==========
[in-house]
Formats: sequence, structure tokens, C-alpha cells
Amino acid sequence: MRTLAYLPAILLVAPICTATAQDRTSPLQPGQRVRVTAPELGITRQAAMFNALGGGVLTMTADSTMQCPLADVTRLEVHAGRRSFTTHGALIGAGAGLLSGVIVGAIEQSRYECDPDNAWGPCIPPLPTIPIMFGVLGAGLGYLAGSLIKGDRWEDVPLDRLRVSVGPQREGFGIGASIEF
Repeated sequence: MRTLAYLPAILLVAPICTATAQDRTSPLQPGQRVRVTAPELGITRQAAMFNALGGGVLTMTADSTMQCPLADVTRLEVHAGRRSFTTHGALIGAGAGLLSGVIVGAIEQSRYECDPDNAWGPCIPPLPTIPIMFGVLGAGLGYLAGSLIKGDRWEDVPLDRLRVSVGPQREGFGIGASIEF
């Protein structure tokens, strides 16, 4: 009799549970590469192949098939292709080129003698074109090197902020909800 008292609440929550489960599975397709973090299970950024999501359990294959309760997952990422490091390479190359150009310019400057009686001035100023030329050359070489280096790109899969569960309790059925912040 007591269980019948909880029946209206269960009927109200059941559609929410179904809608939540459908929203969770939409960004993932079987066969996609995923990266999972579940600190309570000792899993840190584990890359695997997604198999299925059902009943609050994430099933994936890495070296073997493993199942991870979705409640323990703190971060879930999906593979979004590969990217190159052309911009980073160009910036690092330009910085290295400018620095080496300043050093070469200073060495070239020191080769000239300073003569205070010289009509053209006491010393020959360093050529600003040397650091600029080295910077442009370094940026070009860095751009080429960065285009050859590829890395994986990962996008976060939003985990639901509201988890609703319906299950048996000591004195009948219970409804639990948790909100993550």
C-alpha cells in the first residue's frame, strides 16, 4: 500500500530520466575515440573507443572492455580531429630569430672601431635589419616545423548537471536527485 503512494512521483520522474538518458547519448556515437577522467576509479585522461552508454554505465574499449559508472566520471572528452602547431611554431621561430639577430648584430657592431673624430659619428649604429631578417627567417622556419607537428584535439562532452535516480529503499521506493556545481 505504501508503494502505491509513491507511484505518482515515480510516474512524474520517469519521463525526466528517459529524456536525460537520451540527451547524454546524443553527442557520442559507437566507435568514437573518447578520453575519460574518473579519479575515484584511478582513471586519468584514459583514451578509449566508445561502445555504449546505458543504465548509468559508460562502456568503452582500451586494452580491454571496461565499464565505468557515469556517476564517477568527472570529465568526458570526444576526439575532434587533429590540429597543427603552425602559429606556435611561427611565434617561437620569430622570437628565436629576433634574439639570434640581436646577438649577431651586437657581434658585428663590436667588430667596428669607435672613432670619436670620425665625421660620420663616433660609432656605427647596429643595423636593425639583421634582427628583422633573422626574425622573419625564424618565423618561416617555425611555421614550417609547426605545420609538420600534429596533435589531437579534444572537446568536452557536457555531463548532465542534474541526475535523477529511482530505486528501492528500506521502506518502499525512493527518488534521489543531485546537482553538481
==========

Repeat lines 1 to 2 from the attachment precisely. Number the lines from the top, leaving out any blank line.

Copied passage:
[in-house]
Formats: sequence, structure tokens, C-alpha cells